Whether a defendant is a person "having charge of" the work within the meaning of the Act is primarily a factual question. (Voss v. Kingdon and Naven, Inc., 60 Ill.2d 520, 525.) Since the term "having charge of" is one of common usage and understanding, it has not been specifically defined by this court. (Larson v. Commonwealth Edison Co., 33 Ill.2d 316, 323.) Moreover, we have not delimited those factors to be considered in any definition of the term. (Warren v. Meeker, 55 Ill.2d 108, 111.) Nevertheless, before a defendant may be found to be in charge of the work, there must be a showing that he had some direct connection with the construction operations. (Larson v. Commonwealth Edison Co., 33 Ill.2d 316, 324.) In addition, the defendant must have been in charge of the particular operations which involved the violation from which the alleged injury arose. Warren v. Meeker, 55 Ill.2d 108, 111; Carruthers v. B.C. Christopher & Co., 57 Ill.2d 376, 378.
The case upon which the plaintiff chiefly relies, and that which must be the focus of our attention, is Miller v. DeWitt, 37 Ill.2d 273. In Miller, the plaintiffs were injured when the roof of a school gymnasium upon which they had been working collapsed. The plaintiffs, employees of the contractor hired to remodel the gymnasium, brought an action against, inter alia, the architects who had undertaken the design and supervision of the remodeling. Recovery was sought on the basis of common law negligence and alleged violations of the Structural Work Act. The jury returned a verdict for the plaintiffs, and the appellate court affirmed. On appeal, as to this issue, this court affirmed the judgment of the appellate court.
The greater part of this court's opinion in Miller is devoted to a factual recitation and discussion of issues not pertinent to this case. The issue of whether the defendant architects had been in charge of the work within the meaning of the Structural Work Act was succinctly disposed of in a short paragraph, wherein the court declared:
"We also believe that what we heretofore have said regarding the architects' right to stop the work if it were being done in a dangerous manner makes them persons `having charge' within the meaning of the act. (Larson v. Commonwealth Edison Co., 33 Ill.2d 316.) We therefore conclude that the trial court did not err in refusing to direct a verdict for defendants on the statutory counts." (37 Ill.2d 273, 286.)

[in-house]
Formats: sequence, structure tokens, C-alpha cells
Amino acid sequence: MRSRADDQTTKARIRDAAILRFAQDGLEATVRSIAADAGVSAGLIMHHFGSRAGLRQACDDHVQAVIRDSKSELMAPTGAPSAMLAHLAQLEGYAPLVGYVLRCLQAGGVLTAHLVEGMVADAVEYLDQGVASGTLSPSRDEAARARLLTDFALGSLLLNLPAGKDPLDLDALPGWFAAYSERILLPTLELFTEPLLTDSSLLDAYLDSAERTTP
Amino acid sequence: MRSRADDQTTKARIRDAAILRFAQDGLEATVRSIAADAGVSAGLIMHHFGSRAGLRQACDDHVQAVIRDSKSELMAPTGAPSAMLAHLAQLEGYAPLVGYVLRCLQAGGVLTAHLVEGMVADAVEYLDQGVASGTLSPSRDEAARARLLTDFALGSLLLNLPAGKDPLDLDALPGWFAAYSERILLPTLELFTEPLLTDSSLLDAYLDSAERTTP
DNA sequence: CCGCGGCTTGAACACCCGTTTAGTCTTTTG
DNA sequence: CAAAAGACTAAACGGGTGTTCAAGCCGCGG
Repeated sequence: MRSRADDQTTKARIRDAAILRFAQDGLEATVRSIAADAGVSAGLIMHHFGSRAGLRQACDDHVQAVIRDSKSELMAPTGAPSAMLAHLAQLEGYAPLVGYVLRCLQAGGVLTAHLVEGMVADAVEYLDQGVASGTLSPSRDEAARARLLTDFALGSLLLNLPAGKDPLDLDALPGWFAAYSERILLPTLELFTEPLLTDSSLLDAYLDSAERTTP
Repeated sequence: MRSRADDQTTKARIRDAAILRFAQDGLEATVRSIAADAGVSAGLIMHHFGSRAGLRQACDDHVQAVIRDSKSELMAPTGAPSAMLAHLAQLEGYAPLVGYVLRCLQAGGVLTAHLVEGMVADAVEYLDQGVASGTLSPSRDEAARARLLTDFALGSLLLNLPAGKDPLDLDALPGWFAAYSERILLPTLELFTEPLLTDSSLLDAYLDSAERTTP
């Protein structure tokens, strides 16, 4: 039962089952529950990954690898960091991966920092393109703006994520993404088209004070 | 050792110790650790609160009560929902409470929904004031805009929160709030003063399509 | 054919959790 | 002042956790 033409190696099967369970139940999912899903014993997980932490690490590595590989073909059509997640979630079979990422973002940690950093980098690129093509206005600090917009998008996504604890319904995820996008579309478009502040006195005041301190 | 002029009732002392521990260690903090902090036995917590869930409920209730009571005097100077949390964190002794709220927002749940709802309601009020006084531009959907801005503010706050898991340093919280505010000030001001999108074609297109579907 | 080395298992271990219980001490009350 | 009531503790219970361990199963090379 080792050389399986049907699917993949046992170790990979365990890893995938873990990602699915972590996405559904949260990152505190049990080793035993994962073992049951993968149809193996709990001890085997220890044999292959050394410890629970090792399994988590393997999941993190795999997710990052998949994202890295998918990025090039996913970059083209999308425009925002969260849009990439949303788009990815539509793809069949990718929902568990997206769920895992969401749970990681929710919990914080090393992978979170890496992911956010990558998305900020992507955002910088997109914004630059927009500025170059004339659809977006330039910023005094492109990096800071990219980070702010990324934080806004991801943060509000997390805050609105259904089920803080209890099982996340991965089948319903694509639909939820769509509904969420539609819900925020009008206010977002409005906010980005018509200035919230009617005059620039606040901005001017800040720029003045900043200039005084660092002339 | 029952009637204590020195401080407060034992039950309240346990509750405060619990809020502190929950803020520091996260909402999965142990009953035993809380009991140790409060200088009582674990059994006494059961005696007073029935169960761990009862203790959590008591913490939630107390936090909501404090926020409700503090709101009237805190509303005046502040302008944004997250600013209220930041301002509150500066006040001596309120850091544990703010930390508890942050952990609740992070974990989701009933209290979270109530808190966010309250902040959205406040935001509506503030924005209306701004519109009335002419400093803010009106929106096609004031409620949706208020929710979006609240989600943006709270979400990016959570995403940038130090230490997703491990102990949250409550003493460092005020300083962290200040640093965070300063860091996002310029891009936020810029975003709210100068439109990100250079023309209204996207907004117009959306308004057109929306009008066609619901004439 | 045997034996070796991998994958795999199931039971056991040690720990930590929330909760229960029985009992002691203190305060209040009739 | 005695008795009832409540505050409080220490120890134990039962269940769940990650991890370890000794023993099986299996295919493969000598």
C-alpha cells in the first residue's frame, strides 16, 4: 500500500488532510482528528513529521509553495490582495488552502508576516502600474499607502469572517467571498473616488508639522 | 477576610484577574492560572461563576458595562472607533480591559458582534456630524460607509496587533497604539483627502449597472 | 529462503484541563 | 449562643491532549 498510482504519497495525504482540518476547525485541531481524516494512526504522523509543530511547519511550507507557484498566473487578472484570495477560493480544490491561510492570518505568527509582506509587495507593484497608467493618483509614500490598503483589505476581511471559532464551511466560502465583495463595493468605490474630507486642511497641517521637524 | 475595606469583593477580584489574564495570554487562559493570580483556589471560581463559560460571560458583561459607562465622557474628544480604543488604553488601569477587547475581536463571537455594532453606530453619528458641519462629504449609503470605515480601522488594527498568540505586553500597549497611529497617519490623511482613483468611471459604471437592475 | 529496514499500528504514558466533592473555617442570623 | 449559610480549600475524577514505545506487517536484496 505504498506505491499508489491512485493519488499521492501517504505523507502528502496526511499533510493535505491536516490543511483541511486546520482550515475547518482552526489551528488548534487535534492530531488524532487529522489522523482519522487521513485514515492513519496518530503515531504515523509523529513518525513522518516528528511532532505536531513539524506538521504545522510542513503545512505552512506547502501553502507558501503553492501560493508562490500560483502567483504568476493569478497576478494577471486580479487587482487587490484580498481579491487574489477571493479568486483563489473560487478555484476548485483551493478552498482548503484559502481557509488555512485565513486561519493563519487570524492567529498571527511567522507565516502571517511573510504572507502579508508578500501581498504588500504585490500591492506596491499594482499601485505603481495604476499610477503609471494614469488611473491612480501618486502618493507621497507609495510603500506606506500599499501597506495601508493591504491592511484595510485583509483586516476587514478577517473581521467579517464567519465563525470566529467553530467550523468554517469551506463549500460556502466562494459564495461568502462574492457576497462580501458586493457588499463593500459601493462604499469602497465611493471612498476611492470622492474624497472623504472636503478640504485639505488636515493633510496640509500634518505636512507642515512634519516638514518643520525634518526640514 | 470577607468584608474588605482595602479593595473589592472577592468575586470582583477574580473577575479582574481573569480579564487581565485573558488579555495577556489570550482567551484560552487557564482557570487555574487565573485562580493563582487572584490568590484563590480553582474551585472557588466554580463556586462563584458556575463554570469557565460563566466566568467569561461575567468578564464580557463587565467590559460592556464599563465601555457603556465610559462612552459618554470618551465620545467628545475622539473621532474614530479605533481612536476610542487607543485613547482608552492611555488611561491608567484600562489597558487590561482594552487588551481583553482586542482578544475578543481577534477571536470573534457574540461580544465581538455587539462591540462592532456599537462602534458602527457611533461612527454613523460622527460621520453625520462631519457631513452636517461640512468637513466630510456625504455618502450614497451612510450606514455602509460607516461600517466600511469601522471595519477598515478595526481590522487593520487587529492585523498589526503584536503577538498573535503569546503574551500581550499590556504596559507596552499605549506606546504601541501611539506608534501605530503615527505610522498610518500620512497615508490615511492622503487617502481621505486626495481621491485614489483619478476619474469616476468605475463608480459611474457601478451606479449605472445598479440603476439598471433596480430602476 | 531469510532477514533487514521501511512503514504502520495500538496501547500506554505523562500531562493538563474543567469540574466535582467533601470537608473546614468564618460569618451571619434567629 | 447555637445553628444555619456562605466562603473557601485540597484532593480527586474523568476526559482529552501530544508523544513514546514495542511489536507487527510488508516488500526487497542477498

This language cannot be examined apart from the factual posture of the case. In Miller, we were called upon to determine whether sufficient evidence had been presented to create a jury question on the allegations made by plaintiffs. This court found a sufficient quantum of evidence and, in so doing, stressed the right afforded the defendants to stop the work. However, we do not read Miller as holding that the right to stop the work, without more, is conclusive in resolving the question of whether a person has charge of the work within the meaning of the Act. (See Voss v. Kingdon and Naven, Inc., 60 Ill.2d 520, 526-27; McInerney v. Hasbrook Construction Co., 62 Ill.2d 93, 103-04.) Rather, such a determination must rest upon an assessment of the totality of the circumstances.
Furthermore, we do not believe that the defendant in the instant case had the right to stop the work, in the sense that the right was discussed in Miller. In Miller, we referred to "the architects' right to stop the work if it were being done in a dangerous manner * * *." (Emphasis added.) (37 Ill.2d 273, 286.) The record in the instant case does not establish that the defendant had any comparable right. The defendant was recognized as having the right to reject defective materials and workmanship and require its correction. Even if we read into this clause a right to stop the work in the case of improper construction, a reading by no means compelled by the language employed, it does not follow that the defendant had the right to stop the work where dangerous methods not affecting the quality of the construction were utilized. Also, while the architect could certify to the owner that sufficient cause existed for the termination of the contractor's employment and the stopping of the work, the clause so providing allowed action only by the owner and only then upon 10 days' notice to the contractor. Clearly, this clause does not permit the type of immediate cessation or suspension of activity contemplated by Miller.
Voss v. Kingdon and Naven, Inc., 60 Ill.2d 520, also relied upon by the plaintiff, is similarly distinguishable. There the defendant engineering firm had "broad and sweeping" authority over the work, including the right to compel discharge of workmen and the right to suspend the work, in whole or in part, for such time and under such circumstances as the defendant deemed warranted. (60 Ill.2d 520, 527.) No such expansive authority was given to the defendant herein.